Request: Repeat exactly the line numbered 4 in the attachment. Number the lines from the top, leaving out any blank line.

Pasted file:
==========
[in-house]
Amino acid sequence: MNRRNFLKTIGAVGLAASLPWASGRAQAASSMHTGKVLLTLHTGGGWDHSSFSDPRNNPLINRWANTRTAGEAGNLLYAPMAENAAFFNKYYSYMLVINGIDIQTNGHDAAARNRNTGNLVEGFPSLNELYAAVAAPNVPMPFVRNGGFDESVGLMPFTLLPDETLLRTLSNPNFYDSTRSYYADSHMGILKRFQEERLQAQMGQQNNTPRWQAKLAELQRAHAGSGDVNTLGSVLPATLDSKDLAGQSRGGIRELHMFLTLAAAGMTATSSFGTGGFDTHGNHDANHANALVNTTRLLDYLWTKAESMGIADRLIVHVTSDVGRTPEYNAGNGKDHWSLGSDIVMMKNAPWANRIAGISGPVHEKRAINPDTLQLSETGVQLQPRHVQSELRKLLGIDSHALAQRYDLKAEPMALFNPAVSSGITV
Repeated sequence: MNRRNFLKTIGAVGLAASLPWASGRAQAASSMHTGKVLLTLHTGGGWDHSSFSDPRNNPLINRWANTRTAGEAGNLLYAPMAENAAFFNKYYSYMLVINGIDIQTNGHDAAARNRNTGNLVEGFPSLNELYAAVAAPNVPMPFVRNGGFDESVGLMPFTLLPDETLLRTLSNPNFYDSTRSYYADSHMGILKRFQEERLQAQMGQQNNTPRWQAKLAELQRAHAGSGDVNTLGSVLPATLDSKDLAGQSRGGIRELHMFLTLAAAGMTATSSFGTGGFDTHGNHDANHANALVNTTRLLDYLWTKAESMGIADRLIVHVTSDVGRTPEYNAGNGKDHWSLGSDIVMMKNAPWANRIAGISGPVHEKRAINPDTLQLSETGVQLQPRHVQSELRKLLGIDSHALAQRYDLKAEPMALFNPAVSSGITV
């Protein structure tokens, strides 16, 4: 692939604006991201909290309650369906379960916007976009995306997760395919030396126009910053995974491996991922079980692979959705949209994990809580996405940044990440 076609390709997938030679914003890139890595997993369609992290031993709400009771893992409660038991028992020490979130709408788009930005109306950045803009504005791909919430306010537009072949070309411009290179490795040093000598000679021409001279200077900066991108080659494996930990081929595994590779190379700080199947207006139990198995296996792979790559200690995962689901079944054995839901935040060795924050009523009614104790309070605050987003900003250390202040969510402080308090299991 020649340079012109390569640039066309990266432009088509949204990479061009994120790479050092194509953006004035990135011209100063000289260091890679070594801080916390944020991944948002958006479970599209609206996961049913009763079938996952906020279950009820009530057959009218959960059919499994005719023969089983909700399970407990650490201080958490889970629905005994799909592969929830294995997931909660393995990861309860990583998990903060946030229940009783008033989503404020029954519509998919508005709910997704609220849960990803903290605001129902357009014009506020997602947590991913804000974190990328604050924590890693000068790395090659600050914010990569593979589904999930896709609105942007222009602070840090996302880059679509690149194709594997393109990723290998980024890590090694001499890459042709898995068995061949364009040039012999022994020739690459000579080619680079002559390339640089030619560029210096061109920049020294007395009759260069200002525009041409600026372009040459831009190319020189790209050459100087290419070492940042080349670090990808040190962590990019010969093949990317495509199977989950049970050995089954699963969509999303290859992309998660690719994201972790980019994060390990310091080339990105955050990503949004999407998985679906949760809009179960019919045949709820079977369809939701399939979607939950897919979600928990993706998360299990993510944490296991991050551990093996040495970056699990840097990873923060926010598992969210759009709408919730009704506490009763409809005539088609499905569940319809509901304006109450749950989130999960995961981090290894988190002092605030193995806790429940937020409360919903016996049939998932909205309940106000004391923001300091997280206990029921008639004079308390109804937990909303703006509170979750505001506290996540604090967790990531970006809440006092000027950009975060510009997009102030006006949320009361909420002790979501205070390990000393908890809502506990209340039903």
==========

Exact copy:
């Protein structure tokens, strides 16, 4: 692939604006991201909290309650369906379960916007976009995306997760395919030396126009910053995974491996991922079980692979959705949209994990809580996405940044990440 076609390709997938030679914003890139890595997993369609992290031993709400009771893992409660038991028992020490979130709408788009930005109306950045803009504005791909919430306010537009072949070309411009290179490795040093000598000679021409001279200077900066991108080659494996930990081929595994590779190379700080199947207006139990198995296996792979790559200690995962689901079944054995839901935040060795924050009523009614104790309070605050987003900003250390202040969510402080308090299991 020649340079012109390569640039066309990266432009088509949204990479061009994120790479050092194509953006004035990135011209100063000289260091890679070594801080916390944020991944948002958006479970599209609206996961049913009763079938996952906020279950009820009530057959009218959960059919499994005719023969089983909700399970407990650490201080958490889970629905005994799909592969929830294995997931909660393995990861309860990583998990903060946030229940009783008033989503404020029954519509998919508005709910997704609220849960990803903290605001129902357009014009506020997602947590991913804000974190990328604050924590890693000068790395090659600050914010990569593979589904999930896709609105942007222009602070840090996302880059679509690149194709594997393109990723290998980024890590090694001499890459042709898995068995061949364009040039012999022994020739690459000579080619680079002559390339640089030619560029210096061109920049020294007395009759260069200002525009041409600026372009040459831009190319020189790209050459100087290419070492940042080349670090990808040190962590990019010969093949990317495509199977989950049970050995089954699963969509999303290859992309998660690719994201972790980019994060390990310091080339990105955050990503949004999407998985679906949760809009179960019919045949709820079977369809939701399939979607939950897919979600928990993706998360299990993510944490296991991050551990093996040495970056699990840097990873923060926010598992969210759009709408919730009704506490009763409809005539088609499905569940319809509901304006109450749950989130999960995961981090290894988190002092605030193995806790429940937020409360919903016996049939998932909205309940106000004391923001300091997280206990029921008639004079308390109804937990909303703006509170979750505001506290996540604090967790990531970006809440006092000027950009975060510009997009102030006006949320009361909420002790979501205070390990000393908890809502506990209340039903």